Annie was a typical teenager, who soaked up the last days of summer before eighth grade with her friends. She loved taking bike rides with friends to downtown Elmhurst or along the Illinois Prairie Path. She slathered her favorite foods with ketchup, her favorite condiment. She spent hours filling scrapbooks with photos and sayings that inspired her.
And she and her friends adored sleepovers — staying up late, doing each other's hair, pigging out on pretzels, pizza and popcorn and watching movies — so much that they held them as often as twice each week over the summer, her mom said.
On the night Annie fell ill, she and five of her friends were celebrating the end of summer, with school scheduled to open days later. The girls were sitting in a circle on the floor, playing Cards Against Humanity, when Annie became short of breath and called her mom, said Christina Sapata, one of Annie's friends.
Annie died Aug. 26 surrounded by members of her close-knit family, who were told by doctors that the exact cause of her severe allergic reaction might never be known.
"It was most likely food, but the thing is, we're basically making an educated guess," said Dr. Maureen Quaid, medical director of the Pediatric Critical Care Unit at Advocate Children's Hospital at Park Ridge. "Food, right now in this country, is the number one cause of anaphylaxis."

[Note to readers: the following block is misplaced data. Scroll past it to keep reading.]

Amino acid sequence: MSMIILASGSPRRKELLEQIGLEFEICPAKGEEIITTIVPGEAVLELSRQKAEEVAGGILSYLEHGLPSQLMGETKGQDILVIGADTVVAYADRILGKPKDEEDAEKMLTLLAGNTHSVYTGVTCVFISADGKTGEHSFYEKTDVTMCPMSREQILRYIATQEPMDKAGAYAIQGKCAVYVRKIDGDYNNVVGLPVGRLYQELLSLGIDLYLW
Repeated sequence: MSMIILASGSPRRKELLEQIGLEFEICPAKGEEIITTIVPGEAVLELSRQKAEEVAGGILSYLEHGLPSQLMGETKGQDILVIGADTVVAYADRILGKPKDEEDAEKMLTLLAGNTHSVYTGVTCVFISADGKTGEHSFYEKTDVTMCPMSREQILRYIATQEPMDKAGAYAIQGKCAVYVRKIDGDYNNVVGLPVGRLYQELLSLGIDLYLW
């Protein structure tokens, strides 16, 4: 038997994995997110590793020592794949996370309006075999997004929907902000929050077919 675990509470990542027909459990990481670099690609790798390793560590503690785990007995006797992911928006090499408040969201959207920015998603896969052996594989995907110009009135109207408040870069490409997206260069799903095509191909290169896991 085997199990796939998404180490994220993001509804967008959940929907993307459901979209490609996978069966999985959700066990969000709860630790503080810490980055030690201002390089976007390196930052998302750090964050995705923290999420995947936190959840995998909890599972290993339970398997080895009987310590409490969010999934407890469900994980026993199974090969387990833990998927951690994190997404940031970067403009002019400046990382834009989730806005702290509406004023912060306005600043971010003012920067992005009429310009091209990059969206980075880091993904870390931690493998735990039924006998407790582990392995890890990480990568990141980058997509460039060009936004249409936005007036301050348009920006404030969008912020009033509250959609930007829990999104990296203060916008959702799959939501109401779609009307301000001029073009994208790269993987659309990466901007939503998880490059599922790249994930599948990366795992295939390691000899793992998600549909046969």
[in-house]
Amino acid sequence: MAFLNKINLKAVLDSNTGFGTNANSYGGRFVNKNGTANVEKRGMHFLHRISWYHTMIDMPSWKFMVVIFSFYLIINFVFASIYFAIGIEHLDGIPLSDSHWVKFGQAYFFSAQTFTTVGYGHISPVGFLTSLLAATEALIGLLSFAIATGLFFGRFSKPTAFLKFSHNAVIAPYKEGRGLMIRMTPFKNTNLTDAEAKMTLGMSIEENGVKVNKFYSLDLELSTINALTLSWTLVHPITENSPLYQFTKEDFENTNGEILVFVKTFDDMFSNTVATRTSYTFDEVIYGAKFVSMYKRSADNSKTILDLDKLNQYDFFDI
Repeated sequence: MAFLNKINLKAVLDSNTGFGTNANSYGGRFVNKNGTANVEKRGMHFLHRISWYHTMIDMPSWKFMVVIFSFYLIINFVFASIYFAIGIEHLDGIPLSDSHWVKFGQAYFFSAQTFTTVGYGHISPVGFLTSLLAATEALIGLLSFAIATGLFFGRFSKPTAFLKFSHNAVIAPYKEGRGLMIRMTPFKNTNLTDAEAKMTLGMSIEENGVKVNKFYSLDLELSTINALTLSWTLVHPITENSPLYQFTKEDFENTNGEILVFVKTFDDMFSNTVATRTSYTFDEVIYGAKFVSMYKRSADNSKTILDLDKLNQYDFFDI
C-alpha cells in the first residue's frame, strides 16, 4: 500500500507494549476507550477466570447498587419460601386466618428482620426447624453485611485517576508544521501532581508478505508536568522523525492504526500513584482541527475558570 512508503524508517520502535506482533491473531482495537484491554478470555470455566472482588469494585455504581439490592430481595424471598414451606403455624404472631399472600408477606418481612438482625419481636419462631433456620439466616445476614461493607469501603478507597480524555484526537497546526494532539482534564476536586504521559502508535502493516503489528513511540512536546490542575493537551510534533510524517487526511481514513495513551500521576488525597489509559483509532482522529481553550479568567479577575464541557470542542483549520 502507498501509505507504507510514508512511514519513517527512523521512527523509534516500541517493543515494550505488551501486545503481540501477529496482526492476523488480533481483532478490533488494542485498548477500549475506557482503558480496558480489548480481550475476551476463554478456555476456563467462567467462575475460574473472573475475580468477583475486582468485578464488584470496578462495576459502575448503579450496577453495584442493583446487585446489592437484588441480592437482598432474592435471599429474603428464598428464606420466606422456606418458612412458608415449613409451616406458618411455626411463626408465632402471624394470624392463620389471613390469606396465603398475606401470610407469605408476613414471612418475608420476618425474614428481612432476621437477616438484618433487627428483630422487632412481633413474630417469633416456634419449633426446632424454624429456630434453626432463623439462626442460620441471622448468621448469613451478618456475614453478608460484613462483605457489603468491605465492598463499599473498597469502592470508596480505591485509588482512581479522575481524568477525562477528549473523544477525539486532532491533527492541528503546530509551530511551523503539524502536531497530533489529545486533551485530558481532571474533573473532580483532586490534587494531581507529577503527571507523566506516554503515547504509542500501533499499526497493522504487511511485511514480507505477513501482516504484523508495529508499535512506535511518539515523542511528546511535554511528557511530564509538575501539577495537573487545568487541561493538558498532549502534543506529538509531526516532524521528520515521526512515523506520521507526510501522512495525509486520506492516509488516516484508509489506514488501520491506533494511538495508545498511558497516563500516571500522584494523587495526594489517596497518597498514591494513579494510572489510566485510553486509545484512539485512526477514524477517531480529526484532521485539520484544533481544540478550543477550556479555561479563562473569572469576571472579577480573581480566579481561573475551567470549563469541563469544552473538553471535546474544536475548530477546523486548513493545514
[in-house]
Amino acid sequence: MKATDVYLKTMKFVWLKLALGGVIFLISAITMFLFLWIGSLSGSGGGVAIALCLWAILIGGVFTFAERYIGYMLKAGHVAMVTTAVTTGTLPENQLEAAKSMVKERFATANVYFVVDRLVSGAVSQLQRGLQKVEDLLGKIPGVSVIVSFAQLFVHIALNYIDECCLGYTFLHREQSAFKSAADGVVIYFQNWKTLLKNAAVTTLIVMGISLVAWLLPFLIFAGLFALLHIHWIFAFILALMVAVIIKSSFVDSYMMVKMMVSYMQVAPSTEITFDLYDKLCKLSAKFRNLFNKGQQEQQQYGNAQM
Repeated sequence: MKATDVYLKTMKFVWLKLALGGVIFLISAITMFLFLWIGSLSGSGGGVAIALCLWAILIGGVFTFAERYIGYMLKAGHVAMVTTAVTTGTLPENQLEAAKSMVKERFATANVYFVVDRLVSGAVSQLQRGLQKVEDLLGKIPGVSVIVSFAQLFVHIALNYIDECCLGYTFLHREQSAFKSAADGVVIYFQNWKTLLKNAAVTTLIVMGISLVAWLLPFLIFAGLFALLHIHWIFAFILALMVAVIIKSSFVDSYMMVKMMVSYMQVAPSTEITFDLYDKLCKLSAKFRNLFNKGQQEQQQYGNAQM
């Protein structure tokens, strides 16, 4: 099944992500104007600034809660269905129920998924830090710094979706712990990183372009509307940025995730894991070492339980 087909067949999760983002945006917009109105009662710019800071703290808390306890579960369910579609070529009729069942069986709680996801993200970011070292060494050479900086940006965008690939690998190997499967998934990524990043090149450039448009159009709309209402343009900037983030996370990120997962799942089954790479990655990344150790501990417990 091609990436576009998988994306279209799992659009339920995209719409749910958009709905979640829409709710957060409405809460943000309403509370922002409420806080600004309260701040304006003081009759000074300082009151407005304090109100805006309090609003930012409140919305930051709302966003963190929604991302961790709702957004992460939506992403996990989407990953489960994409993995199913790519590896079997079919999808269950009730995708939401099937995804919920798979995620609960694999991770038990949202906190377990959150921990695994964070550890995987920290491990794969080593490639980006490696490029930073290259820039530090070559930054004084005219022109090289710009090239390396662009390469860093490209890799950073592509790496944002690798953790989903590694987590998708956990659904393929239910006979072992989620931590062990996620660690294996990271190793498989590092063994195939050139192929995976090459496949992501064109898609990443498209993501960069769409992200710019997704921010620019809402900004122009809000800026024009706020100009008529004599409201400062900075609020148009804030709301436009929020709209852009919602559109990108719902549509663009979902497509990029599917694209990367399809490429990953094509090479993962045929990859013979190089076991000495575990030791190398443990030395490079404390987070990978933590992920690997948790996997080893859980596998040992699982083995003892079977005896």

Anaphylaxis is the immune system's overreaction to a substance perceived as foreign or bad. In mild forms it can cause hives, swelling of the lips, tongue and throat, wheezing or coughing. In more severe cases, it involves a closing of airways to the lungs and loss of consciousness, Quaid said.
In Annie's case, her body's allergic reaction caused her air passages to quickly become blocked, depriving her brain of oxygen. Even after doctors stabilized her vital functions, the brain damage caused during the reaction became fatal, Quaid said.
Generations ago, severe food allergies did not exist in the quantities they do today. Today, research shows that a food-allergy reaction sends someone to the emergency room every three minutes, and every six minutes the reaction is one of anaphylaxis, according to Scott Riccio, senior vice president of education and advocacy for Food Allergy Research & Education, a nonprofit organization.